The Incarnation of Christ (John 1:1-3)

The incarnation of God in the flesh, Jesus Christ, is strongly attested in the Scriptures. John, in the preface of his gospel account, makes it of crucial importance to recognize the eternal divinity of the Messianic figure, Jesus. This is not a mere addendum to the story of Jesus and his ministry; this is the genesis of all that He is and does. Jesus’ person as the logos was “in the beginning…with God… and was God” (John 1:1-2). There is no exegetical or syntactical footwork that can maneuver around the obvious meaning of John’s first sentence: Jesus was God and was with God at the beginning of history. This is a proclamation of Jesus’ divine subsistence in the Godhead, and is the foundational truth that must ground the rest of the gospel narrative portraying Jesus’ ministry.

Further, John continues, “all things came into being through Him, and apart from Him nothing came into being that has come into being” (John 1:3). The supremacy of Christ expressed in his work in creation is not secluded to John. Almost an identical phrase is used by Paul, “in him all things were created…all things have been created through him and for him” (Col. 1:16). Strict logic completes this equation. God is eternal, and the only one who existed before the creation of the world. In order for the creation of the world to be created “through” Jesus, then Jesus must have existed before the world. And since God was the only being to have existed before the world, Jesus’ subsistence in the Godhead naturally follows.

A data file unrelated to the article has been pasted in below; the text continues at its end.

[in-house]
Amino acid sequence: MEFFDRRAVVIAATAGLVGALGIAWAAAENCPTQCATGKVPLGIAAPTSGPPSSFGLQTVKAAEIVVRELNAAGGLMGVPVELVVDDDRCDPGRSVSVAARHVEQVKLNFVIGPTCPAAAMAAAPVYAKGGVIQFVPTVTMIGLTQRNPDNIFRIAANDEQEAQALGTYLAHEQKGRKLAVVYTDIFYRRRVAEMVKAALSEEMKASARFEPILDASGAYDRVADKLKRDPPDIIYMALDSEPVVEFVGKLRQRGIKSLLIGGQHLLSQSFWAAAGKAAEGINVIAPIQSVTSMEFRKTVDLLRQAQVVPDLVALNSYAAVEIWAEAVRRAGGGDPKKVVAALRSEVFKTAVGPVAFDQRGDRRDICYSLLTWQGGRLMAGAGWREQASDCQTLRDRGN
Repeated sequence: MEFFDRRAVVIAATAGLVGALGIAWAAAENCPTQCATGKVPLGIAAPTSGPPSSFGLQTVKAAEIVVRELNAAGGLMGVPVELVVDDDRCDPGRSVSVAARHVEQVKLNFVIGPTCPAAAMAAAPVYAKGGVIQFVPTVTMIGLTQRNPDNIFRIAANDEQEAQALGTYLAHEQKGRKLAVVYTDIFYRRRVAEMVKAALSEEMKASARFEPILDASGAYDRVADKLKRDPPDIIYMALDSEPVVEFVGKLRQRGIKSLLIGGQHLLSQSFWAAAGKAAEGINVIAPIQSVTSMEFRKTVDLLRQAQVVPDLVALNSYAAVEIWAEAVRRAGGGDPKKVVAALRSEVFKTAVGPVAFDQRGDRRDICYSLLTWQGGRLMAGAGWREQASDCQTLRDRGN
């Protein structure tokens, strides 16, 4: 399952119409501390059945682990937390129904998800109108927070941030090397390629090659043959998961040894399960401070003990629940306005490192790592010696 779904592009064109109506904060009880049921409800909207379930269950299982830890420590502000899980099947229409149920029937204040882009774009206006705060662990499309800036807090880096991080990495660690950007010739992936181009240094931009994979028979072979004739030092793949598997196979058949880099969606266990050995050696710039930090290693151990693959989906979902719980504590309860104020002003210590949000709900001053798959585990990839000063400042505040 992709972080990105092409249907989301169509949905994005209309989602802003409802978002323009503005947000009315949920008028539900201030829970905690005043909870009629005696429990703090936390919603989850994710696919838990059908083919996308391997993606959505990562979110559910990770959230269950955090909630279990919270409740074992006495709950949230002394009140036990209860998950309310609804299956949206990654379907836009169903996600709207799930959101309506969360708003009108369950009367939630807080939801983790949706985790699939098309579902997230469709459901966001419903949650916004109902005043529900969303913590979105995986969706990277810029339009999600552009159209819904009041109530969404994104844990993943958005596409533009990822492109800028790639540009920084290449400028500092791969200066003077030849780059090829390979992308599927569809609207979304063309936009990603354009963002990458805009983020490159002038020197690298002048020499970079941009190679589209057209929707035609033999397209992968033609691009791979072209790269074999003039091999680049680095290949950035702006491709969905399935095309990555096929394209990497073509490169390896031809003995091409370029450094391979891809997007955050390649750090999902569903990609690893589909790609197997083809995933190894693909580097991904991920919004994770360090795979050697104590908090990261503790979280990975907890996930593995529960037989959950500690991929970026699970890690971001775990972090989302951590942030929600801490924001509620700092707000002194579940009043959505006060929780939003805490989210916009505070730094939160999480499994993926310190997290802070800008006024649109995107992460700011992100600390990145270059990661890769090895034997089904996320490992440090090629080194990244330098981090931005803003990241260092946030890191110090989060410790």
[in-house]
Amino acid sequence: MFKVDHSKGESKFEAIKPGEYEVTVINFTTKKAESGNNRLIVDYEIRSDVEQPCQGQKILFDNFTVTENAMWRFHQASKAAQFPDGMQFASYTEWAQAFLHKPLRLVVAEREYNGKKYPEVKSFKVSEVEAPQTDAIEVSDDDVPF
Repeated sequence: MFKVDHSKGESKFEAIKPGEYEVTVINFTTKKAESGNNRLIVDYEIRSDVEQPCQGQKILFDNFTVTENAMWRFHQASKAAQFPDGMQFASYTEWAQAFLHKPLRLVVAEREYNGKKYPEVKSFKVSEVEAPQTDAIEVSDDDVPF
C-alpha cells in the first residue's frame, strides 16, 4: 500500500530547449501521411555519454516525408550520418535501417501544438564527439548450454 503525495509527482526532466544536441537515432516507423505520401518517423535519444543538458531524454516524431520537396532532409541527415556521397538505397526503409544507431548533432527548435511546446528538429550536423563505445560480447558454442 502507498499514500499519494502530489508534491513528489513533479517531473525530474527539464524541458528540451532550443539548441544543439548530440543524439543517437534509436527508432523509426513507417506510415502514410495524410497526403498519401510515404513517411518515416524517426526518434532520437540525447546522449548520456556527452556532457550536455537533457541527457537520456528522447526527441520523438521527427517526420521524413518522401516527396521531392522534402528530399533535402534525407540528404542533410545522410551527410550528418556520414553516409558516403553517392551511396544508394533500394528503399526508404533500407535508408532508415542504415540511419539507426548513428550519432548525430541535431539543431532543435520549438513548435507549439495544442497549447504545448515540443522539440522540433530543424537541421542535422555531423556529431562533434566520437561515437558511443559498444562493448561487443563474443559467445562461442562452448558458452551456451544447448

The incarnation then concerns the immutable God humbling Himself, coming in the likeness and form of man, fully dwelling in the person of Jesus Christ, within the limitations of space and time (Phil. 2:6-8; Col. 1:19; 2:9; Hebrews 2:14-15; 1 John 1:1-3; 4:2-3; etc.). This is radical, life-altering truth. An event of this magnitude beckons to be addressed. It is not simply a creedal statement to hang up on your wall and run to when life gets tough, a consolation for our consciences when we feel the weight of our guilt. No, this is the way in which we must see the whole history of the world, and submit ourselves therein. The God of the universe did not become a man, humble Himself beyond our comprehension, so that we could have a fanciful Christian country-club – “well they can believe what they believe.” An apathy directed towards the world’s apathy concerning the incarnation dishonors the infinite holines of God and His redemptive plan. Oh Lord, convict us and move mightly in our hearts!


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